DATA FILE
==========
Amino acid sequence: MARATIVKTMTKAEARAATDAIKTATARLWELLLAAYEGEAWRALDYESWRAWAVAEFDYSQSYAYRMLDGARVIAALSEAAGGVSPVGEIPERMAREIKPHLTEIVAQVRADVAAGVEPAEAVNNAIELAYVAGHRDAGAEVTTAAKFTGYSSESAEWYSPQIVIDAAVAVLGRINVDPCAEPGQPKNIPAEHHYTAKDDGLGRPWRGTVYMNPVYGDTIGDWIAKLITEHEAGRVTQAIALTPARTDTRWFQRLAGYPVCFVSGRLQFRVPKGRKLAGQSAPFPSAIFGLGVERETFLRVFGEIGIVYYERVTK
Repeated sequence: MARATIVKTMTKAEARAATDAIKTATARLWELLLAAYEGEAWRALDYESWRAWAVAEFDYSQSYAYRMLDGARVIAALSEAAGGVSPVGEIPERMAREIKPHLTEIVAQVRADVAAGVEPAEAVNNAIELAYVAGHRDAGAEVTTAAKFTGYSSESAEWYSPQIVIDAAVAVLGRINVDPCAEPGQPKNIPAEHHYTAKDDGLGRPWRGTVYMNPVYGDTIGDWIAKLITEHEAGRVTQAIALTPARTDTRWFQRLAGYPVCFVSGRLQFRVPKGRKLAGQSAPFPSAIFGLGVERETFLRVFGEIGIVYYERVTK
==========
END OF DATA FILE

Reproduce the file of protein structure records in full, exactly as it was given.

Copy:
Amino acid sequence: MARATIVKTMTKAEARAATDAIKTATARLWELLLAAYEGEAWRALDYESWRAWAVAEFDYSQSYAYRMLDGARVIAALSEAAGGVSPVGEIPERMAREIKPHLTEIVAQVRADVAAGVEPAEAVNNAIELAYVAGHRDAGAEVTTAAKFTGYSSESAEWYSPQIVIDAAVAVLGRINVDPCAEPGQPKNIPAEHHYTAKDDGLGRPWRGTVYMNPVYGDTIGDWIAKLITEHEAGRVTQAIALTPARTDTRWFQRLAGYPVCFVSGRLQFRVPKGRKLAGQSAPFPSAIFGLGVERETFLRVFGEIGIVYYERVTK
Repeated sequence: MARATIVKTMTKAEARAATDAIKTATARLWELLLAAYEGEAWRALDYESWRAWAVAEFDYSQSYAYRMLDGARVIAALSEAAGGVSPVGEIPERMAREIKPHLTEIVAQVRADVAAGVEPAEAVNNAIELAYVAGHRDAGAEVTTAAKFTGYSSESAEWYSPQIVIDAAVAVLGRINVDPCAEPGQPKNIPAEHHYTAKDDGLGRPWRGTVYMNPVYGDTIGDWIAKLITEHEAGRVTQAIALTPARTDTRWFQRLAGYPVCFVSGRLQFRVPKGRKLAGQSAPFPSAIFGLGVERETFLRVFGEIGIVYYERVTK